The Challenge of Educating the Military on Cyber Strategy
Malicious cyber activity is ranked by some as the primary threat to international security. The strategic implications of cyberspace are particularly salient in the military context. From an offensive perspective, the military has developed concepts for the use of cyber capabilities as an independent instrument of military power, as well as their use as part of shaping activities to enable conventional operations on the battlefield. From a defensive perspective, the U.S. Department of Defense is as vulnerable to cyber threats to its networks and critical warfighting capabilities as the rest of U.S. society, if not more so. Yet there are significant gaps in how the military educates the officer corps as a community about the nature and practice of cyber strategy and operations.
The professional military education system faces several challenges in how it teaches future leaders practicing the profession of arms in the cyber domain. Cyber strategy programs are inconsistent across the services, are often under threat of funding cuts, and can be altered capriciously in the absence of clear guidance on what needs to be taught. Moreover, some core professors in the cyber security field have limited practical experience, while others have limited academic background in teaching cyber strategy. Military reading curriculums more often feature fictional takes on cyber security than rigorous empirical accounts of the domain. War colleges and service schools have significant room to improve how they educate the officer corps to understand the cyber and information environment, including the core concepts and legal authorities critical to the domain.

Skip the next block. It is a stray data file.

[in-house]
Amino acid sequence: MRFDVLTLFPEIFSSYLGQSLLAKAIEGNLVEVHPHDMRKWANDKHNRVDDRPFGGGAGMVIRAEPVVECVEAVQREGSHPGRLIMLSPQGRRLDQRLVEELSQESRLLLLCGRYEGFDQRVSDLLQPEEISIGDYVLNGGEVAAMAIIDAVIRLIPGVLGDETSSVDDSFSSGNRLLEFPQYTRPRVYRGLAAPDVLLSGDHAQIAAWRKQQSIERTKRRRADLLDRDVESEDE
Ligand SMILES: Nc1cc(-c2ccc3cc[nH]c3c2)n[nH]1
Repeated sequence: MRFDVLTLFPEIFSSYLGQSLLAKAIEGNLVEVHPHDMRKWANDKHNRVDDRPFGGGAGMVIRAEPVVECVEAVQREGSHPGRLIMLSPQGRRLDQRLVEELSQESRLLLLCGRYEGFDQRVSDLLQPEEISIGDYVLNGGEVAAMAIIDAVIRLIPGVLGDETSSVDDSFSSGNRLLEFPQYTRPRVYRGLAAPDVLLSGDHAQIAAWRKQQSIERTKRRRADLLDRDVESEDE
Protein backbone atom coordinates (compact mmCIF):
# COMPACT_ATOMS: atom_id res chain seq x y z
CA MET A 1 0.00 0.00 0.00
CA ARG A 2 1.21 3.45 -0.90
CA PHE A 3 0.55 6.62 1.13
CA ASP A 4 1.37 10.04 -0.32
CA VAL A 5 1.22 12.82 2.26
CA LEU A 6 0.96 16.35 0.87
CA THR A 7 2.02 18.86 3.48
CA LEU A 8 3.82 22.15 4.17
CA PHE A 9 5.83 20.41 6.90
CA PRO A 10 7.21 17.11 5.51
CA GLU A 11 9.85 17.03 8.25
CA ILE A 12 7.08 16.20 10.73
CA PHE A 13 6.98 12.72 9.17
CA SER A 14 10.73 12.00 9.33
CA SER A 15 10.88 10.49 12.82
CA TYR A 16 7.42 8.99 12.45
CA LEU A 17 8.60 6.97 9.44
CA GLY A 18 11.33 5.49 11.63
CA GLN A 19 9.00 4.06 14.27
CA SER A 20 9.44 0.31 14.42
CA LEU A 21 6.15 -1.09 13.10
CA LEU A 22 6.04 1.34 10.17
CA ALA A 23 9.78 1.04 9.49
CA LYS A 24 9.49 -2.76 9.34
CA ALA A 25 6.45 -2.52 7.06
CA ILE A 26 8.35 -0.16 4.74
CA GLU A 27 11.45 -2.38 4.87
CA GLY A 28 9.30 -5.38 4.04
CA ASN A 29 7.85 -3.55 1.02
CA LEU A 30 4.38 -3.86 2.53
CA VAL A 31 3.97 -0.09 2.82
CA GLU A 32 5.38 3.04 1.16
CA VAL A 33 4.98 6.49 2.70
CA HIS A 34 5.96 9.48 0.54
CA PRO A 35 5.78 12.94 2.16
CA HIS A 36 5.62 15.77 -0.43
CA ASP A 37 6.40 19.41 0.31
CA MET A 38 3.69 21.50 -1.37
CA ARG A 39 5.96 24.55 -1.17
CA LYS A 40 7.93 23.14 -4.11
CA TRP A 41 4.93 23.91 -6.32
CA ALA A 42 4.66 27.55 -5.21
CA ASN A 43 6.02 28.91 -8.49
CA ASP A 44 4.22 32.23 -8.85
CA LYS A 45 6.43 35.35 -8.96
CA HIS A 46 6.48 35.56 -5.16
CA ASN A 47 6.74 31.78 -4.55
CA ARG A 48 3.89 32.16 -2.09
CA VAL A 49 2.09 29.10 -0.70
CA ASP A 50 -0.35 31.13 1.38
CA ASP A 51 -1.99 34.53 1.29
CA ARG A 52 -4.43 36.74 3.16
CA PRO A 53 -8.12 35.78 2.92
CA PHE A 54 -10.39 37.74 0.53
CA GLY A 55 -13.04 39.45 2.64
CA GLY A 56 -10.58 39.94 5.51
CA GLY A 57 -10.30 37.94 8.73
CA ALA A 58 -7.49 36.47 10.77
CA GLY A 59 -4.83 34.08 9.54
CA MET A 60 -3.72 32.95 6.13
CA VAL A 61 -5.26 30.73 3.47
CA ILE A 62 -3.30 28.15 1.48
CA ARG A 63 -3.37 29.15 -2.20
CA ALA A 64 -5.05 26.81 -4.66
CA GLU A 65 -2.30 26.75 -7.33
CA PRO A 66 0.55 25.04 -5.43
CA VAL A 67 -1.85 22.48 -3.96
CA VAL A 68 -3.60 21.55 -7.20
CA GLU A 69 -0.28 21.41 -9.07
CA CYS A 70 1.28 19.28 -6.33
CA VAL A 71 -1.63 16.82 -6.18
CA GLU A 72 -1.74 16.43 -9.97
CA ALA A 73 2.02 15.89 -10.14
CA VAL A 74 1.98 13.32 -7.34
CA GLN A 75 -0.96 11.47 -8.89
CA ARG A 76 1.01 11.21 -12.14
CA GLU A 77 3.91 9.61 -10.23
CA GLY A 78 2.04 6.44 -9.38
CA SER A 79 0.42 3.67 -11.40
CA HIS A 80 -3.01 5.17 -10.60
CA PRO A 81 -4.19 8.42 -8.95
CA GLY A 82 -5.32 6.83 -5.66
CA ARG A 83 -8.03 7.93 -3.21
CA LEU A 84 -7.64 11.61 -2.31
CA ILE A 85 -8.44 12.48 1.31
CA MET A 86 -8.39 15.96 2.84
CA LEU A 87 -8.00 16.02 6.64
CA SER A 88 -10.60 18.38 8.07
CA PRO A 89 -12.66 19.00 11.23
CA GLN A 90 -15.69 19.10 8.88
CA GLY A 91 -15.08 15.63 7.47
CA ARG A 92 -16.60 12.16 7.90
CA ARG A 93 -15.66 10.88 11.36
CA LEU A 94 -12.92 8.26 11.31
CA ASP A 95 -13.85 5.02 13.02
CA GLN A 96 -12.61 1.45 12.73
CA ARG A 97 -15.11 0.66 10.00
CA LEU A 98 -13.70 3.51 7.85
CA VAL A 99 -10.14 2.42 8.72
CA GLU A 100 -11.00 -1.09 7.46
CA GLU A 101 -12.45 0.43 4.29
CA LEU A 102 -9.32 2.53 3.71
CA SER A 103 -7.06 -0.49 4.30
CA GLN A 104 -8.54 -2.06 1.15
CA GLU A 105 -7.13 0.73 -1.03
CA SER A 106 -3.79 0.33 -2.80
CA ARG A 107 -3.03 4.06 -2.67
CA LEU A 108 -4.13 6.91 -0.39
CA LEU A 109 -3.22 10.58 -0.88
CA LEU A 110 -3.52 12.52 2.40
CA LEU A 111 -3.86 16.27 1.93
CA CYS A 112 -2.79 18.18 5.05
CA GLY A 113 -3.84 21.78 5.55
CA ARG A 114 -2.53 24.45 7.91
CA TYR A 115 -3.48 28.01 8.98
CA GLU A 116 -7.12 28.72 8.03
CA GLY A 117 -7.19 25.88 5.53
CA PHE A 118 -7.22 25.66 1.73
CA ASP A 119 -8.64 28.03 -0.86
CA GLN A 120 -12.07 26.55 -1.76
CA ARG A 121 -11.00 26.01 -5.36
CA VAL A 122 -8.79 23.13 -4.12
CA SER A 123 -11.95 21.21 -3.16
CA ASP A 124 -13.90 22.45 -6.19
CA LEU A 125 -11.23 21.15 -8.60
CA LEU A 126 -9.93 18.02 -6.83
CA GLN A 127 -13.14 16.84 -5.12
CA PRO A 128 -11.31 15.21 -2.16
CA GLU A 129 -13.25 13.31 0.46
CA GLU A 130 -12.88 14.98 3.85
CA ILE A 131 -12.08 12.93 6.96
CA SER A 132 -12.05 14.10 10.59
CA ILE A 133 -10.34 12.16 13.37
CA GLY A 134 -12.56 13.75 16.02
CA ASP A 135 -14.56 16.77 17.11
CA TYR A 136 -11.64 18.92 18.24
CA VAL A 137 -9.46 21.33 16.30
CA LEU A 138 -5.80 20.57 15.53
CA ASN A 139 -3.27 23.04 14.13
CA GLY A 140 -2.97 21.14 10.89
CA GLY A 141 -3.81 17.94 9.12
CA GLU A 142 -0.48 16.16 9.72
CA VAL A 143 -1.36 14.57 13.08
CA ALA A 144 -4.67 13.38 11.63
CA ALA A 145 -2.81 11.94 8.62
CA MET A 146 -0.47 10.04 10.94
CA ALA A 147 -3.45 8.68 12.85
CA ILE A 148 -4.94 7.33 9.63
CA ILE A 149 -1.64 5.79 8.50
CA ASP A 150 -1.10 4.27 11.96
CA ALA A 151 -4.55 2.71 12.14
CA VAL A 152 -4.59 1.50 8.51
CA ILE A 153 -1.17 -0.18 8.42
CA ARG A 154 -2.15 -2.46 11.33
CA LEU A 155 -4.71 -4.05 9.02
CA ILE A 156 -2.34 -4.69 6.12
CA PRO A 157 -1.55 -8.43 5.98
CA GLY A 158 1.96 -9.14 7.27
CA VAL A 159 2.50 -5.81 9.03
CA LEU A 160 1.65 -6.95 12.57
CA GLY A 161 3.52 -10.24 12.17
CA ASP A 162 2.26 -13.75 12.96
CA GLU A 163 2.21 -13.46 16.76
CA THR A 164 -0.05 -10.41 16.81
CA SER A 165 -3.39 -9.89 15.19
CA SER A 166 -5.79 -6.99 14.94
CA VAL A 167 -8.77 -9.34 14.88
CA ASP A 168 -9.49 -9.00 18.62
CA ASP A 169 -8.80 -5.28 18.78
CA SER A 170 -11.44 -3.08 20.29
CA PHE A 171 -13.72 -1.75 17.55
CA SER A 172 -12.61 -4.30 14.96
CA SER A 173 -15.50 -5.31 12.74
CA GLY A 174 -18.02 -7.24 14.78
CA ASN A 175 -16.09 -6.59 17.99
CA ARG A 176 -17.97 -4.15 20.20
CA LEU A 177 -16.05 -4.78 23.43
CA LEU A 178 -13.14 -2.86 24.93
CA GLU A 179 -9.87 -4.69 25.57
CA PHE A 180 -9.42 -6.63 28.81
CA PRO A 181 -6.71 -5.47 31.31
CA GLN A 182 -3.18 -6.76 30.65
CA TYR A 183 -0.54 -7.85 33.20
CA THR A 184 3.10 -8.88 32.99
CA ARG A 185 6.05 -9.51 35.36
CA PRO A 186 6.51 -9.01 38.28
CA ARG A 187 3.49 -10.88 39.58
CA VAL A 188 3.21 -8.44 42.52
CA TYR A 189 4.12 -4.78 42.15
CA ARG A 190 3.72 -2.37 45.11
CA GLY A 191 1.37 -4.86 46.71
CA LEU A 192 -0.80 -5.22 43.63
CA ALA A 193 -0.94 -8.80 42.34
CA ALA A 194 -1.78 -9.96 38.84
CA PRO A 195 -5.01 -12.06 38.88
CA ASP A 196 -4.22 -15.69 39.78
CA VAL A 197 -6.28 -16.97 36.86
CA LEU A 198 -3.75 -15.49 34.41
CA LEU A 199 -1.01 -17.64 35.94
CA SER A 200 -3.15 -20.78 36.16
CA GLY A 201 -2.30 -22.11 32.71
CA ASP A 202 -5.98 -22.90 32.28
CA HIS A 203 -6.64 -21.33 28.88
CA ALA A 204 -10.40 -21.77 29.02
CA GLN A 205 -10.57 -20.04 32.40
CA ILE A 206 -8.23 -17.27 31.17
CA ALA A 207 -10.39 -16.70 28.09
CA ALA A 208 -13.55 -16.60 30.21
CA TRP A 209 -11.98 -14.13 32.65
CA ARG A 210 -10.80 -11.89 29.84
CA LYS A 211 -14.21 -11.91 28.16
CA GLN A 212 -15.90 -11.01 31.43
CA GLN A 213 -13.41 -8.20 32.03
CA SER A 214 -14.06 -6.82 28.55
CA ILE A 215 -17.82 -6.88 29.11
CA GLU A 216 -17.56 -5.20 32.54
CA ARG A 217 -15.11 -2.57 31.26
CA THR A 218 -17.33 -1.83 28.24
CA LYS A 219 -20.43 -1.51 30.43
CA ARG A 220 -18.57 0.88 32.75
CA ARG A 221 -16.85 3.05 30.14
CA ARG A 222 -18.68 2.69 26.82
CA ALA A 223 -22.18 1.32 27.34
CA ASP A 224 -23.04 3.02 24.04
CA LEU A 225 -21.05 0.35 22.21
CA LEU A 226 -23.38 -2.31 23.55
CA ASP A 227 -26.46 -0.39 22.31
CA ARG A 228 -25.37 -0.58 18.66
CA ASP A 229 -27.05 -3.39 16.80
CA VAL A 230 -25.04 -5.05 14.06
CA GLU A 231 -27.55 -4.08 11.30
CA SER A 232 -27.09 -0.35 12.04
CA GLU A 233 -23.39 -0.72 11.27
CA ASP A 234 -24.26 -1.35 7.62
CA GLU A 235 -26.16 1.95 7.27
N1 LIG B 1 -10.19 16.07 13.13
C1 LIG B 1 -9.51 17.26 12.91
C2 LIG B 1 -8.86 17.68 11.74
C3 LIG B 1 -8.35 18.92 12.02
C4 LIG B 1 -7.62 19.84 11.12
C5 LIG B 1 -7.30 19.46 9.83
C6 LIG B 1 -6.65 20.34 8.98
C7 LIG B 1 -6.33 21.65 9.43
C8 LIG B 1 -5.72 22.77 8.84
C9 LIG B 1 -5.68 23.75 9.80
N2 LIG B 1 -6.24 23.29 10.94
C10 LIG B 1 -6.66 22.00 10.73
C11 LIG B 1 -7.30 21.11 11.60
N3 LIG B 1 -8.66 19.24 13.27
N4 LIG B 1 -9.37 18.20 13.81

The Cyberspace Solarium Commission was tasked with evaluating U.S. national cyber strategy and promoting the conditions to harness U.S. power in the cyber domain. In the context of improving U.S. military capabilities in cyberspace, the commission found that it would not be sufficient to just grow the cyber force or improve acquisition authorities. Rather, it is essential for military leaders across the services — beyond those directly engaged in planning and implementing cyber operations — to have a fundamental understanding of the role of the cyber domain in military operations and strategy. The commission’s March 2020 report contains a specific recommendation to enhance support for education on cyber strategy within the professional military education system. Specifically, the commission recommended that the war colleges and service schools establish permanent teaching and research faculty (sometimes called “Title 10 professors” at these institutions) “to communicate and investigate cyber strategy and policy at the national level as it affects the armed forces.” This recommendation was intended to institutionalize cyber strategy education in professional military education institutions.
However, as the commission staff began to work on the implementation of the recommendation, we recognized that simply creating positions for professors would not address the full scope of the problem. Rather, the U.S. military should establish standardized and institutionalized programs — not just professors of cyber strategy — across the services to ensure an appropriate level of military cyber education.
Implementing Cyber Security Education in Professional Military Education